Finally, you could learn how to cook and speak French simultaneously with a native speaker. In London and online, Cook and Speak is an authentic school that allows you to kill two birds with one stone, learning how to cook healthy meals while you learn French having fun!

3. Speak French outside the classroom:

Talk on your own :

Speaking out loud alone will allow you to take time to make sentences. It might seem weird at the beginning. However, it could soon become a unique moment of introspection. If something is bothering me, I sometimes talk to myself as if I were with a friend (or a psychologist!). 

I make it a bit more interesting by doing it in Spanish or Italian. That introspection time allows me to see things more clearly and consider the pros and cons of a situation, which helps me decide the best option. 

I often do it while I’m walking, but you could do it while you’re driving or doing the housework. Try it and see for yourself! If it’s too weird, why not talk to your pet in French? One student told me that she loved talking to her dog in French about her daily activities.

Talk to others :

If you prefer to practice with other people outside the classroom to have fun speaking French, I won’t blame you. Here are some options you can use to practice:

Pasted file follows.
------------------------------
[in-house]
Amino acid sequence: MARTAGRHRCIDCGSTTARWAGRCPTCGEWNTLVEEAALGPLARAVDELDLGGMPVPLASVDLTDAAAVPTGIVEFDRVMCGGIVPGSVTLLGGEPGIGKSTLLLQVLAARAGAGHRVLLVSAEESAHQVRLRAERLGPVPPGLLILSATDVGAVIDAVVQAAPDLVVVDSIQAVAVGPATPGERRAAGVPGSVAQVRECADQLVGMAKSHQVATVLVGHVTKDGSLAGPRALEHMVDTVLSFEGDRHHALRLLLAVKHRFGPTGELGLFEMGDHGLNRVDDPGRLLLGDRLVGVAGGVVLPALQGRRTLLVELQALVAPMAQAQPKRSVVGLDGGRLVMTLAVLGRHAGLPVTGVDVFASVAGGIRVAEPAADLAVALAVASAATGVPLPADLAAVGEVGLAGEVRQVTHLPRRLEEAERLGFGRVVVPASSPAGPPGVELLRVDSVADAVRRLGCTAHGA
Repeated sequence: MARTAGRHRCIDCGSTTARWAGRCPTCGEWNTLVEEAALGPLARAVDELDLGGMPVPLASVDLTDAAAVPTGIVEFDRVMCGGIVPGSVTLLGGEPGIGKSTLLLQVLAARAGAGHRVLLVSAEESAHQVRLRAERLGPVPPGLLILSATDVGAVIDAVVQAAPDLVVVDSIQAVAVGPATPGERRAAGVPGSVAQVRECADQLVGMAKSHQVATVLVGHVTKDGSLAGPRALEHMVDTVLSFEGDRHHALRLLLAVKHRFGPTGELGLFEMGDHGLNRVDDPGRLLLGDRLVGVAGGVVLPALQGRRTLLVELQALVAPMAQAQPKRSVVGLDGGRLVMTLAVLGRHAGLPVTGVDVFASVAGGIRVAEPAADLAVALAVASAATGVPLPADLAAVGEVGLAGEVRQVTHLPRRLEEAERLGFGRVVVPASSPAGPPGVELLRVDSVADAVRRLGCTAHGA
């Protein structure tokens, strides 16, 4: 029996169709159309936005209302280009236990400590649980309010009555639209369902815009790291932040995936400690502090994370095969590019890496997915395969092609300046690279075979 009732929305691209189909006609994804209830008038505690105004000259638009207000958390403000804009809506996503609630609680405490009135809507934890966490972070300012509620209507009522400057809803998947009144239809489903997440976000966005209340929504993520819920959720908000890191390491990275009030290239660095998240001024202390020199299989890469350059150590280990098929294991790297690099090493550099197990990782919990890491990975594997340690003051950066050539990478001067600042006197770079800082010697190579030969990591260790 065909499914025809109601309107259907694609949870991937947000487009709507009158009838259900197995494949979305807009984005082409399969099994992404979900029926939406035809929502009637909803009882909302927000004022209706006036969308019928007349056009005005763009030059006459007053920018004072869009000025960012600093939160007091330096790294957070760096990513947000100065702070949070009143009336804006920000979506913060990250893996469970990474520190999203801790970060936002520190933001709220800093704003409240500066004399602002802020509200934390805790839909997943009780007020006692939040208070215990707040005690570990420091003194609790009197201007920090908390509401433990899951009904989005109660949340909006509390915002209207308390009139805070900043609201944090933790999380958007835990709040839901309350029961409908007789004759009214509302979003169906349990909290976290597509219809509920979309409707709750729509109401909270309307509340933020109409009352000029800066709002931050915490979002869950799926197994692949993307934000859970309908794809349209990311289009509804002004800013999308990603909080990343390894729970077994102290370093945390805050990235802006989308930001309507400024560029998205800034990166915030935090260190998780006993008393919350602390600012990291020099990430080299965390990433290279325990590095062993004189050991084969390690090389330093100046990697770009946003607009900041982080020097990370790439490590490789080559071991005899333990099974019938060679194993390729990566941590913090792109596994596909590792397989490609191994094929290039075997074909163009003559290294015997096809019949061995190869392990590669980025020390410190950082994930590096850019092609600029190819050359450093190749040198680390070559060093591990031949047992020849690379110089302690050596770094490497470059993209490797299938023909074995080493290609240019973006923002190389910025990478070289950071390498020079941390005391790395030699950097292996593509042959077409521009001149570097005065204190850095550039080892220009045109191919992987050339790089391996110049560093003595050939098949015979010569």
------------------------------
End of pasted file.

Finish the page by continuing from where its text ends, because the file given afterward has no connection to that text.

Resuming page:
• Meetup: find a French conversation or language exchange group in your city
  • Applications to finding a language partner: Tandem and Hello Talk are the most famous. You can chat or even send voice notes. 
  • Dating apps: If you don’t dare to approach French people in the street yet, you can use dating apps such as Tinder or Badoo. If you can’t flirt with other people in a foreign language, what’s the point?

4. Read light novels or magazines:

Yes, I recommend you forget L’Etranger by Albert Camus and Le Petit Prince. Why? As soon as I arrived in London, I bought Jane Eyre and Emily Brontë because I thought they’d look great on my shelves, and maybe I’d learn English faster. The two books are still there, like trophies, of which I have read two pages at most.